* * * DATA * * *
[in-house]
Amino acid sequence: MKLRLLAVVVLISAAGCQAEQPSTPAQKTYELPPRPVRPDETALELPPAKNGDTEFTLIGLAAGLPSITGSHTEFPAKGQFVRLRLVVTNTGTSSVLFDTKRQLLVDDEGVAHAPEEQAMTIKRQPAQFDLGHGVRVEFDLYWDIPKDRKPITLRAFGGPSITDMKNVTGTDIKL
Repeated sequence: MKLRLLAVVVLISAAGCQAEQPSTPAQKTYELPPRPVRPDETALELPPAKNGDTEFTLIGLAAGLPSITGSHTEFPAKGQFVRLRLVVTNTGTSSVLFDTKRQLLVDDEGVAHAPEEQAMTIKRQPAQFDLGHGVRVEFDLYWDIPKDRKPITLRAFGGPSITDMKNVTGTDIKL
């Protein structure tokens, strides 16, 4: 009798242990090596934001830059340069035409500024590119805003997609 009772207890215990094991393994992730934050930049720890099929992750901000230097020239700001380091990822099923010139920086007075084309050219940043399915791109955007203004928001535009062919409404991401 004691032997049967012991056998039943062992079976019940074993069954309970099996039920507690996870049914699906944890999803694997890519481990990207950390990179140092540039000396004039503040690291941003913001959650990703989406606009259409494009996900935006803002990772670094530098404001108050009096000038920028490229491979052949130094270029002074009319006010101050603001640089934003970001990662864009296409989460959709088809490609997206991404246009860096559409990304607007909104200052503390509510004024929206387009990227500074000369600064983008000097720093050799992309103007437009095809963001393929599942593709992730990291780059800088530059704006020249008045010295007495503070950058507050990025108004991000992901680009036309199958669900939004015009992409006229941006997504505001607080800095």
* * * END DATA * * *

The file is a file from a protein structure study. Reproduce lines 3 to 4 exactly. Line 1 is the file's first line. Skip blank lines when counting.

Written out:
Repeated sequence: MKLRLLAVVVLISAAGCQAEQPSTPAQKTYELPPRPVRPDETALELPPAKNGDTEFTLIGLAAGLPSITGSHTEFPAKGQFVRLRLVVTNTGTSSVLFDTKRQLLVDDEGVAHAPEEQAMTIKRQPAQFDLGHGVRVEFDLYWDIPKDRKPITLRAFGGPSITDMKNVTGTDIKL
């Protein structure tokens, strides 16, 4: 009798242990090596934001830059340069035409500024590119805003997609 009772207890215990094991393994992730934050930049720890099929992750901000230097020239700001380091990822099923010139920086007075084309050219940043399915791109955007203004928001535009062919409404991401 004691032997049967012991056998039943062992079976019940074993069954309970099996039920507690996870049914699906944890999803694997890519481990990207950390990179140092540039000396004039503040690291941003913001959650990703989406606009259409494009996900935006803002990772670094530098404001108050009096000038920028490229491979052949130094270029002074009319006010101050603001640089934003970001990662864009296409989460959709088809490609997206991404246009860096559409990304607007909104200052503390509510004024929206387009990227500074000369600064983008000097720093050799992309103007437009095809963001393929599942593709992730990291780059800088530059704006020249008045010295007495503070950058507050990025108004991000992901680009036309199958669900939004015009992409006229941006997504505001607080800095």